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Top 10 One-Year MBA Programs in the World

1. Northwestern University Kellogg School of Management

Location: Evanston, Illinois, USA


Location: Fontainebleau, France and Singapore

3. Instituto de Empresa IE Business School

Location: Madrid, Spain

4. University of Cambridge Judge Business School

Location: Cambridge, United Kingdom

5. University of Oxford Said Business School

Location: Oxford, United Kingdom

6. Cornell University S. C. Johnson Graduate School of Management

Location: Ithaca, New York, USA

7. ESADE Business School

Location: Barcelona, Spain

8. Emory University Goizueta Business School

Location: Atlanta, Georgia, USA

9. University of Florida Hough Graduate School of Business

Location: Gainesville, Florida, USA

10. Babson College Franklin W. Olin Graduate School of Business

Location: Boston, Massachusetts, USA



Marshall Islands

Marshall Islands: Holidays, Events, Climate

Regular sporting events

  • Fishing championships

    Countless fishing championships are held on Majuro Island every year. The main championships are held on the weekend closest to July 4th and the fourth Thursday of November.

  • Regatta Outrigger Marshall Islands Cup

    This regatta will be held in May.

Public holidays

There are a number of public holidays that do not have a fixed date, but are based on the location of Easter. Easter takes place on the first Sunday that follows the first full moon after the beginning of spring. Ash Wednesday, the beginning of Lent, which ends on Holy Saturday, is 46 days before Holy Saturday. The date for Pentecost is then 50 days after Easter. The Corpus Christi festival is celebrated on the 2nd Thursday after Pentecost. All Saints' Day is celebrated for Orthodox Christians on the 1st Sunday after Pentecost, but for Catholic Christians the date is fixed on November 1st. On October 31, Protestants celebrate Reformation Day. The Halloween festival also takes place on this day.

Date Holiday
January 1 New Year
1st March Day of the Nuclear Victims
March April Good Friday
March Yap State Day
1st of May Marshall Islands Constitution Day
1st Friday in July Fishermen's Day
1. Friday in September Manit Day, day of traditions, customs and habits
November 17 Presidents' Day
3rd Thursday in November Thanksgiving (Kamolol Day)
1st Friday in December Gospel Day
24th of December Christmas

Source: Countryaah - Marshall Islands Holidays

Marshall Islands Holidays

Marshall Islands: climate

The climate of the Marshall Islands is tropical, so hot and humid. The climate is somewhat moderate from January to March due to the northeast trade winds. The temperatures are on average around 30 degrees. The rainy season is from May to November.

The islands are on the edge of the typhoon belt, so typhoons are rare. In the months of March and April as well as October to November it can still be very stormy.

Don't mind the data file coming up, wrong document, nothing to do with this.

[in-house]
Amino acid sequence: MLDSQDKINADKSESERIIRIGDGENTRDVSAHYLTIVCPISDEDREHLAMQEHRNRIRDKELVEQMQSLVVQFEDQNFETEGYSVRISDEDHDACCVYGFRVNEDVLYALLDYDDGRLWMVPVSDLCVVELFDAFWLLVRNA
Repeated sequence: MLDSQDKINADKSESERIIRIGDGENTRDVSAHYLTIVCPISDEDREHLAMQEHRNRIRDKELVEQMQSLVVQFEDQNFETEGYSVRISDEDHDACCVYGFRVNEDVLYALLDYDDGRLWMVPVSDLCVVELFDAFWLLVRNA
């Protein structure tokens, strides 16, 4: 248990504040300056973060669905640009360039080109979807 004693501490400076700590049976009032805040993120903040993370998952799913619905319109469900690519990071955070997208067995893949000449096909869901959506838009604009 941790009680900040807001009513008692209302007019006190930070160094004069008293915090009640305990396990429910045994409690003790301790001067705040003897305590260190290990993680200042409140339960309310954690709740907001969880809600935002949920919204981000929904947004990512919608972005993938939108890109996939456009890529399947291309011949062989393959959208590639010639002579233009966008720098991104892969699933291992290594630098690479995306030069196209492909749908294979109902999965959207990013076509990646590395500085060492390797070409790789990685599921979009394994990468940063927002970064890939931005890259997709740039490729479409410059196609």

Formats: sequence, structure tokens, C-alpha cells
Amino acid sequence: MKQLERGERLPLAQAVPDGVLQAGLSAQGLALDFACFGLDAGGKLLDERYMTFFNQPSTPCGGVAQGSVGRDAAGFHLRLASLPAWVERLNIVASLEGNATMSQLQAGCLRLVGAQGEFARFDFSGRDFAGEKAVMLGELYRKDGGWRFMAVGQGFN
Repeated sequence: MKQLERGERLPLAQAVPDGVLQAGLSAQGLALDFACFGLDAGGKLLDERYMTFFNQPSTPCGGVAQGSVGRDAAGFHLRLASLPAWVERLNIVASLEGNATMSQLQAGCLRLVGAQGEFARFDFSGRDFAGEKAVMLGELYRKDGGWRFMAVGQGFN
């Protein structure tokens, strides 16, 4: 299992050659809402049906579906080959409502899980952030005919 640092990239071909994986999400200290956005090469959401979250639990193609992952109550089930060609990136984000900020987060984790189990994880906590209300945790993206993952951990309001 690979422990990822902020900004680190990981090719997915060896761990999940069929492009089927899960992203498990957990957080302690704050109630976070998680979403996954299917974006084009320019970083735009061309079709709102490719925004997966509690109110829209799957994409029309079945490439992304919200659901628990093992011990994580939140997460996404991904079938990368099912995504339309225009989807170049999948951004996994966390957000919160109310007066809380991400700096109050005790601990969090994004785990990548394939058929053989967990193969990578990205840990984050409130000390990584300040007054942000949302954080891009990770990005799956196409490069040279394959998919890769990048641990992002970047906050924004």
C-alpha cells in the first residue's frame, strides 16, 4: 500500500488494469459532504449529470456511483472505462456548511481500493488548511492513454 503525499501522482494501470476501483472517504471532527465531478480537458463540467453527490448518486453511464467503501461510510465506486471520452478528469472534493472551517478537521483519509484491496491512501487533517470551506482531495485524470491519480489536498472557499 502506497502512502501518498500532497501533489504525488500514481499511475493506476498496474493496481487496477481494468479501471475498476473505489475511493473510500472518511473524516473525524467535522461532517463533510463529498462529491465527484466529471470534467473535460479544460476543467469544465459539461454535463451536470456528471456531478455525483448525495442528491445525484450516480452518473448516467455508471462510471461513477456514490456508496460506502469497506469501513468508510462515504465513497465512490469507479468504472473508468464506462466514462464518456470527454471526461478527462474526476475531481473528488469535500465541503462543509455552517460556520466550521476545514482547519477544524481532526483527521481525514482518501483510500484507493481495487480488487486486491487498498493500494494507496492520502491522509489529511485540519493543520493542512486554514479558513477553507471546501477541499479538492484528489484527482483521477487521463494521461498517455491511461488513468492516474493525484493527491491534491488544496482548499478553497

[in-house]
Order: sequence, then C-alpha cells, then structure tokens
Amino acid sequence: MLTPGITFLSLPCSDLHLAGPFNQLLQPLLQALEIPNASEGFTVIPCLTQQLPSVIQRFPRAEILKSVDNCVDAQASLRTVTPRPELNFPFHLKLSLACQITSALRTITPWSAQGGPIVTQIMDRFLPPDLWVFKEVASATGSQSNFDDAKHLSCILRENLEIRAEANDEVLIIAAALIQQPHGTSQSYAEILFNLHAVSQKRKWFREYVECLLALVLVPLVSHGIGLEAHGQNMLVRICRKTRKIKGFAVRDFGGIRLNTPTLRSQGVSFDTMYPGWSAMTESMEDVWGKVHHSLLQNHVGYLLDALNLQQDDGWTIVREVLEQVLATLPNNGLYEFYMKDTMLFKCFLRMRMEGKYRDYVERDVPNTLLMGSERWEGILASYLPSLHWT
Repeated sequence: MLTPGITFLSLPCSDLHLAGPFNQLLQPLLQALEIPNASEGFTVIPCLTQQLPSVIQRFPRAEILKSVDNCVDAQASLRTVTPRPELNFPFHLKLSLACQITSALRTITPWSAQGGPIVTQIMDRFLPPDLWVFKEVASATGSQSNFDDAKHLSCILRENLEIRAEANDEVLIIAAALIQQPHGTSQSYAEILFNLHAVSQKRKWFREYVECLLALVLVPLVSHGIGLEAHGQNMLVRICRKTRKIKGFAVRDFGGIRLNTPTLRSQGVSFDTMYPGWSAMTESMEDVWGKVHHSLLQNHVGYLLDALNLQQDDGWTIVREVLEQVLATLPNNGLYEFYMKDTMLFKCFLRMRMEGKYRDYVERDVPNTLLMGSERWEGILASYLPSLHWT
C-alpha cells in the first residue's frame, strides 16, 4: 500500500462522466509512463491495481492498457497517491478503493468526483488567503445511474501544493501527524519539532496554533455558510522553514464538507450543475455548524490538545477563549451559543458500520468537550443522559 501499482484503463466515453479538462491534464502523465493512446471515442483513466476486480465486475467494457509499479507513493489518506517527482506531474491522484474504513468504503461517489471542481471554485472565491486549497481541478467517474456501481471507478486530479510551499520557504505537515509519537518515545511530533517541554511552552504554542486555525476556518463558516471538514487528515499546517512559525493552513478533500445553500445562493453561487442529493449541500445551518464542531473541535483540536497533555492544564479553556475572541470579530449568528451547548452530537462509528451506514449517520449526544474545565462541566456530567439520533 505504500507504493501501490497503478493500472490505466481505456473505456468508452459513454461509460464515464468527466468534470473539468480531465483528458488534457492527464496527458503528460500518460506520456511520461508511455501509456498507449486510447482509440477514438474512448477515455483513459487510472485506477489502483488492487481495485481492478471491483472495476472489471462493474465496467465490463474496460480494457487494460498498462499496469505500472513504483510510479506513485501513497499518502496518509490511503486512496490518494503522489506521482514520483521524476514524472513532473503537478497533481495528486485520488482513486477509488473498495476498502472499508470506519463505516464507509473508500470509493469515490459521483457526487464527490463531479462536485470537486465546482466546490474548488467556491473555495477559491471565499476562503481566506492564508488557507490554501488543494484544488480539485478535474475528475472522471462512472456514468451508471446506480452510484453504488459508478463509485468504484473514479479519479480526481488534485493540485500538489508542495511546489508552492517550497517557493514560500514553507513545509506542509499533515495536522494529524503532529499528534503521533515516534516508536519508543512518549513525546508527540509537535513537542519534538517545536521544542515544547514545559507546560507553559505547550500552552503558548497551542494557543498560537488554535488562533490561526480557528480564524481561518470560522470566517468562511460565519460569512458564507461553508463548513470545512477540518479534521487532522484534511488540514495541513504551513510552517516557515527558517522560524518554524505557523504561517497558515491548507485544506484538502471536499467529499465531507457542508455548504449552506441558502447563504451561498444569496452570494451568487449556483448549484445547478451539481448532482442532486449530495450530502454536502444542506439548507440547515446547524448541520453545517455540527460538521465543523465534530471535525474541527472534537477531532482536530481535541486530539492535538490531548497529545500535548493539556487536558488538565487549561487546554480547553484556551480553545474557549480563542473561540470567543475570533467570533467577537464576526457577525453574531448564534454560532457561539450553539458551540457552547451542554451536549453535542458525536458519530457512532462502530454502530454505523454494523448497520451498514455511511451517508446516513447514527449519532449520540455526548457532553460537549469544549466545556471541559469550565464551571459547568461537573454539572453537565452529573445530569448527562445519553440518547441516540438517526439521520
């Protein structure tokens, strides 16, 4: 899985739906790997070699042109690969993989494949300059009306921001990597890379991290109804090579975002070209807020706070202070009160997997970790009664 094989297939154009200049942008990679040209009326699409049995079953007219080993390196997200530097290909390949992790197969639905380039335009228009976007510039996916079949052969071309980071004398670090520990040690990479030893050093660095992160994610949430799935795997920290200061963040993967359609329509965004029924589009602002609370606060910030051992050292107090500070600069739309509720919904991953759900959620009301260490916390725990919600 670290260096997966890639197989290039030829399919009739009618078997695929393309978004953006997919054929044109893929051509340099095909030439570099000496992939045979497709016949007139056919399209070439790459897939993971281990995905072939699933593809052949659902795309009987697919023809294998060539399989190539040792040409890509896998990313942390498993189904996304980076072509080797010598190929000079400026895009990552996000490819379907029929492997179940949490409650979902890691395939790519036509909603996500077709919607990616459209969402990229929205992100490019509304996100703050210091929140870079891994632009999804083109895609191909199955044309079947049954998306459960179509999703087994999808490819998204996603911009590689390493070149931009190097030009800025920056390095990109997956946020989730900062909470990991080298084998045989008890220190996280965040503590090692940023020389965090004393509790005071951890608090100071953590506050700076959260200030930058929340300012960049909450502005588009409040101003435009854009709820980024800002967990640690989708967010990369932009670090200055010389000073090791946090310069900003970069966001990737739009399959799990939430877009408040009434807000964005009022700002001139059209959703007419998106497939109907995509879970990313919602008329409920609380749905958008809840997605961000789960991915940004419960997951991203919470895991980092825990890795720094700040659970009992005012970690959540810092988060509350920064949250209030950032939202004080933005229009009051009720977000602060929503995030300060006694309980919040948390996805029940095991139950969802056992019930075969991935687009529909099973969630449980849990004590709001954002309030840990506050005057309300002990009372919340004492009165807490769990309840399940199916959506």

The best time to travel to the Marshall Islands

The best time to travel is from January to March.

Climate table

Month Average number of rainy days Mean maximum temperatures in (C) Mean minimum temperatures in (C)
January 06-07 28-30 25-26
February 05-06 28-30 25-26
March 08-09 28-30 25-26
April 10-11 28-29 25-26
May 15-16 29-30 24-25
June 14-15 29-30 25-26
July 16-17 30-31 25-26
August 16-17 30-31 25-26
September 16-17 30-31 25-26
October 16-17 30-31 25-26
November 17-18 28-29 25-26
December 11-12 29-30 24-25

Marshal Islands: national customs

The Marshall Islands are one of the few islands in the Pacific where traditional weaving with looms exists.

Traditional social structure

The culture of the Marshall Islands is matrilineal, which means that the mother's land is passed on to the descendants. This is particularly important as the whole of society is structured around land ownership. Every Marshallese has rights or property claims to the land through their tribe, the "Jowi". There is no such thing as individual land ownership. The tribe is led by a chief, the "Ironij", who has sole control of all resources. This in turn is controlled by a chief, "Alap". The simple workers are called "Rijerbal" and are busy with routine work such as farming and building houses. Land ownership is the link between extended families.

Traditional boat building

In Micronesia, which includes the Marshall Islands, the catamaran, a boat with two hulls that was otherwise common in the South Pacific, was never common. The typical boat of the region had a hull and an outrigger, hence also called an outrigger boat. When sailing, the fellow sailors have to distribute their weight between the boom and the main hull, depending on the prevailing winds. Sailboats of this type could carry up to 40 passengers and be up to 30 m long. The boats could reach speeds of up to 12 knots (1 knot = 1.852 km per hour), which is a technical masterpiece when you compare this speed with that of an average modern mid-range yacht of 6 - 8 knots. The sails were woven from panda nut leaves and the boat hulls were mainly made from the wood of the breadfruit tree.

Navigation with the help of rod charts In the

past, sailors used the stars and observing currents in the water to orient themselves. The constellation of the stars was learned by heart through years of training and memorization. So-called stick maps, which reproduced the ocean currents of the individual islands, served the navigators as a memory aid. In general, long journeys were only made when the trade winds weren't blowing and the weather was calm. You always set out in groups of several boats.

Body cult